The van has two options for water- hooking it directly to a water hose that pressurizes the system, or filling the water tank and running the water pump. I always preferred just to fill the tank and run the water pump. I once read a post on a RV forum about somebody with a brand new, very expensive RV that flooded on their way home from picking up the RV when a connection came loose under the sink. They were driving with the water pump on, so it continued spewing water out and they didn’t notice until the whole thing was flooded and very damaged. So, I always try to make sure and turn the pump off when I’m not using water, especially when driving since the vibrations going down the road make a connection coming loose more likely.
I like to travel with the water tank at least partly filled up. Often, I don’t know if I will be making it into an RV park for the night where I will have water, parking in the National Forest or where I will end up. So I like to be prepared with enough water to make it through a day. The down side of this is that it means extra weight.
I also added a small accumulator tank to the water system when I had to replace the water pump. It did help to keep the pump from cycling quite as much when running and also had the added benefit of keeping just enough water under pressure that I could wash my hands without turning the pump on.
One last thing regarding water is to screw the ends of the water hose together when putting it away since this keeps out dirt and keeps the water left in the hose from getting the storage area wet.
Plug the end of the power cord that goes into the van in FIRST. I only made the mistake of doing it the other way once because after plugging the cord in, I shocked the heck out of myself with the end that plugs into the van. Certainly not my brightest moment, although one of the more electrifying.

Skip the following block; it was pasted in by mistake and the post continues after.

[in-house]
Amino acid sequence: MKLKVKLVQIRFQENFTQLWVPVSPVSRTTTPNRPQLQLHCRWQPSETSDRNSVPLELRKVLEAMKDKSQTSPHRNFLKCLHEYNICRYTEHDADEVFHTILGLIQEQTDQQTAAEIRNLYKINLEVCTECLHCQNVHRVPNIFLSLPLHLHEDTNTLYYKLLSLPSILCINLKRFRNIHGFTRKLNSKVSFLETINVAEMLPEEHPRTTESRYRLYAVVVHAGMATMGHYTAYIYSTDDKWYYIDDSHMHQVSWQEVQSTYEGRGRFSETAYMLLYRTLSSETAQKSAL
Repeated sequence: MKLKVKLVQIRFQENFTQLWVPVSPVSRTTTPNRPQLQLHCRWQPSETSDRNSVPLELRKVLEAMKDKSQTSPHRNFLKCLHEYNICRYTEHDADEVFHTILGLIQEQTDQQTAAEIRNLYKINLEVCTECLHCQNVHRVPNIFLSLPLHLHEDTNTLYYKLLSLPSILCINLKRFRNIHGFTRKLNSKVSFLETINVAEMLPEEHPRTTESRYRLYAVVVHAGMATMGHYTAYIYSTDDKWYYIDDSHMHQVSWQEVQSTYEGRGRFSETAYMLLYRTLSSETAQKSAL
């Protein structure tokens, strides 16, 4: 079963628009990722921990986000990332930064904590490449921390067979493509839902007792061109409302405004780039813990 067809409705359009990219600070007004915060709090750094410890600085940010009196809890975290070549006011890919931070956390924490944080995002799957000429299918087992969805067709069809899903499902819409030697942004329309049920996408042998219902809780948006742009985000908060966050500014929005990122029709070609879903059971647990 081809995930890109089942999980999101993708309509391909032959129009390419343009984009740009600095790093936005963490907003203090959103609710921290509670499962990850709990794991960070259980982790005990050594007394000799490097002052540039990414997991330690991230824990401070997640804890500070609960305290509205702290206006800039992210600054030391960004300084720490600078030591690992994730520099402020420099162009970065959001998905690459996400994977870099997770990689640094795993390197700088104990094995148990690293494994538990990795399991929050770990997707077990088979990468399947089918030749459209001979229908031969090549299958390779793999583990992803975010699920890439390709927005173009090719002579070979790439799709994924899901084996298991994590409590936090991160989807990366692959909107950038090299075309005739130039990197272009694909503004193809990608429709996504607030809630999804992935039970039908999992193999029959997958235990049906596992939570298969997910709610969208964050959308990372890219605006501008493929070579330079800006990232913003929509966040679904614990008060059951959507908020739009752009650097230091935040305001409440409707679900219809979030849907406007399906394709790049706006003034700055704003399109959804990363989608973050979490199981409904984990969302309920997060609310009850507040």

Make all sewer connections TIGHT. This includes the fittings that go on the sewer hose. Even if you’re only putting the fitting on the sewer hose to dump the toilet once and then planning on buying a new hose. Trust me. And when you go to put the sewer hose in it’s storage compartment, no matter how much you’ve held it up to let it drain, stand back a little. As it compresses, a little more ‘water’ will always squeeze out.
There is one standard size for fittings for RV sewer hoses. My van was graced with fittings on the end of the drain pipes that are not that size. It took me some time to figure out that it is only compatible with Thetford brand fittings, which are always more expensive. I was just glad when I finally found the ones that would fit. It would be possible to change out the fittings on the end and everything would be standard, but I haven’t done that.
There are an annoying number of things that need to be done to make sure the van is ready to go. It seems to start growing the roots the second I park and it becomes increasingly harder to actually go someplace in it. I have kind of a mental pre-driving checklist, but it seems that I frequently forget to do something on it like making sure the closet doors are latched. Then I’ll be driving down the road and the closet doors will be swinging since I forgot to latch them. They’ll make an annoying noise and block what little visibility I had out the rear-view mirror. Perhaps actually putting my checklist on a very visible place by the driver’s seat would help. Anyway, the mental checklist is as follows: